I had never felt so lost and helpless. Here was a mother, pouring her heart out to her unconscious and dying son, who wouldn't survive the night. It was her resolve that touched me so deeply. She was so sure that her son would live long after she was dead and gone. Her words affected me greatly, and I was positive that this night would be etched in my memory for the rest of eternity.
"Edward, my son, I love you. You are my entire life, my pride and joy. I will always love you, remember that."
She fell silent, as if she had said all that was necessary. I held out my arm, placing my hand on the doorknob. I gripped it a little too firmly, and the brass molded slightly in the shape of my hand. I hardly noticed, despite years of perfecting my human mask. My mind was elsewhere, already in the room with the Masens.
I turned the now-dented knob and heard the almost inaudible click of the tumblers within the lock. As I pulled the door open slowly, I prepared my mind for what I was about to face. I did not know how much longer the young boy had, though I knew it was not long. His mother would soon follow.
They were both in the beds with the cold metal bedframes and crisp white sheets. Edward had still not regained consciousness, his eyes closed. He was a handsome boy; he had a face that I would want for my son. I shook my head, the movement so quick and controlled no human would have seen. My thoughts did not belong to me tonight.
I looked away from Edward to find Elizabeth fully alert, sitting upright under her sheets. She was eyeing me strangely, as if in defiance. I held her gaze, and she narrowed her green eyes. Every time I had come into their room, she had been awake and watching me. Every movement I made, she caught with the emeralds that were her eyes. She was strong, even in her weakened state.
I bent to get a closer look at her son, feeling her gaze on the back of my neck. I checked Edward's pulse, counting each slow heartbeat. His heart was straining; I could hear it struggle to pump the lifeblood through his veins.
"You are different than the other doctors."
Her voice surprised me. Though she watched me ceaselessly with narrowed eyes every time I entered the room, she had never once spoken to me. I only ever heard her speak to Edward, and she didn't do that when I was present.
I turned around at human speed, knowing her steady gaze would catch the abnormal movement. When I looked at her, I found that she was not looking at me, but at Edward. The look in her eyes tore at my dead heart. There was resolve set deep in those green eyes, determination mixed with sadness and acceptance. She had accepted her fate, but would not accept her son's.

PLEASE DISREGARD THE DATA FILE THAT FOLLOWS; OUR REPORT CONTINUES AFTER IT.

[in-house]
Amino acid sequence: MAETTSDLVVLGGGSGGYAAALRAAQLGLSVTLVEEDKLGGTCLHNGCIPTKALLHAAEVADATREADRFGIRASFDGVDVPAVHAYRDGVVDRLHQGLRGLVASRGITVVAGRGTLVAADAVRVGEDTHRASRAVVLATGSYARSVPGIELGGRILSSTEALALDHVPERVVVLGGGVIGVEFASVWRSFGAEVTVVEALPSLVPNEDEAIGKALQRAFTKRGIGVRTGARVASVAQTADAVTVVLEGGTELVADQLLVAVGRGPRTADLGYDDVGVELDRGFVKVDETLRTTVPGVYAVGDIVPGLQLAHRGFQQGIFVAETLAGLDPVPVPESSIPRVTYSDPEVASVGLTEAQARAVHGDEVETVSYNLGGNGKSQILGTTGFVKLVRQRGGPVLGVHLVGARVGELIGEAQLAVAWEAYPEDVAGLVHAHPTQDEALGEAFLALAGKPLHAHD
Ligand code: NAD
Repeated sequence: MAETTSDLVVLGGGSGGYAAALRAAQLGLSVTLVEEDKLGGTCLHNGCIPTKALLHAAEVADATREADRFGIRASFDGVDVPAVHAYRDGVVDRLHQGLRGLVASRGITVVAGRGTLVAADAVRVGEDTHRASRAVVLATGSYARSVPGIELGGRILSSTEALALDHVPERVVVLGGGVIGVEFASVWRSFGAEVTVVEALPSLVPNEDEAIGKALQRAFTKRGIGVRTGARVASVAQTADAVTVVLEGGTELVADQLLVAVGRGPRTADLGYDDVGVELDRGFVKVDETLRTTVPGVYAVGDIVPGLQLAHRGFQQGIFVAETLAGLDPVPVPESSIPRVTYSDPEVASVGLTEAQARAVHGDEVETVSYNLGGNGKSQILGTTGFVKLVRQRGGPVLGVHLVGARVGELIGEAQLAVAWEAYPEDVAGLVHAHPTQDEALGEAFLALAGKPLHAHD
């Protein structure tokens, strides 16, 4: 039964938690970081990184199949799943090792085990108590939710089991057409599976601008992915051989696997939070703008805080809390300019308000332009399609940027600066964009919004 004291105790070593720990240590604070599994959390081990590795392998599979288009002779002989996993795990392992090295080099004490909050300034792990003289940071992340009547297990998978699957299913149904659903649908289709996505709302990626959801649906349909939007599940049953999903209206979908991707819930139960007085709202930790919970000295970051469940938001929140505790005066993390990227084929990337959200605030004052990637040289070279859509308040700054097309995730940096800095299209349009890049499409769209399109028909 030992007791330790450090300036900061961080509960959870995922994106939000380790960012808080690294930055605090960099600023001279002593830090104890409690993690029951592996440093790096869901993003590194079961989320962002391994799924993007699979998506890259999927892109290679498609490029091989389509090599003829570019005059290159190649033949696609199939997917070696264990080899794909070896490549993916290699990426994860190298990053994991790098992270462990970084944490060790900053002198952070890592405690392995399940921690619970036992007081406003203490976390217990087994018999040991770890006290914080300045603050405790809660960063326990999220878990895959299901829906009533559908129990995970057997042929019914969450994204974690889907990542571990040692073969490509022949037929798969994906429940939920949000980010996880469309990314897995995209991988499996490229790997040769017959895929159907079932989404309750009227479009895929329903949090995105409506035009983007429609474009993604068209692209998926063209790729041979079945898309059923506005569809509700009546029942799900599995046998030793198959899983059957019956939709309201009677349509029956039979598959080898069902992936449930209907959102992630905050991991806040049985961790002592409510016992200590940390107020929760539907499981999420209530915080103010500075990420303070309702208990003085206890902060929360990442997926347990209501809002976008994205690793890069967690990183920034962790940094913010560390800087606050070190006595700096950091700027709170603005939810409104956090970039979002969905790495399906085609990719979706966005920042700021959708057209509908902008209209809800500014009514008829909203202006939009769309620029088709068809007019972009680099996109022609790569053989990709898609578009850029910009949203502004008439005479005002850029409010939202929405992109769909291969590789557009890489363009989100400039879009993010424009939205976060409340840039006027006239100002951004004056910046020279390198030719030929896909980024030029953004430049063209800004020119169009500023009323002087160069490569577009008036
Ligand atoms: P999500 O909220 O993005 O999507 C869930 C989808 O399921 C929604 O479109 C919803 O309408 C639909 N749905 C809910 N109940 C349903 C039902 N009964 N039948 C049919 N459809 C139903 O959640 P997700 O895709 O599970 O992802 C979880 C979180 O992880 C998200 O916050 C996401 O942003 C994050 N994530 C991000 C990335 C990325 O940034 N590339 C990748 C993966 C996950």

"You act differently. You listen, you feel. . . ." She looked back up at me, her eyes hard, daring me to disagree with her. "You can save my son."
My eyes widened slightly. It was eerie, how much she had observed. How much those underestimated the dying! Where they seemed far-gone, distantly lost in a sea of pain and death, they were listening, aware of everything around them. She had noticed my difference, my separation, however infinitesimal, from the human doctors.
She was feverish. I could feel, even from this distance, the heat that radiated from her frail body. Her brow was beaded with sweat, and her hair was plastered to her forehead. She continued to glare, even as I stood immobile between the two beds.
"Save him!" Her voice was hoarse, her throat scratched raw from her frequent coughing fits. I walked closer to her bed, leaning in slightly.
"I'll do everything in my power," I responded, not breaking eye contact. I took her warm hand in mine. Her fever was so high, she most likely didn't register the drastic difference in skin temperatures.
"You must," she insisted, grabbing at my hand forcefully. I marveled at her strength, doubting my earlier assumption that this would be her last day. Her face was inches from mine now, her breath weak and tinged with the faint smell of disease. Her eyes, however, were hard, determined. "You must do everything in your power. What others cannot do, that is what you must do for my Edward."
I felt a twinge of fear. As I looked into her piercing eyes, I got the assumption that she knew what I was, that she had guessed - through observation - my secret.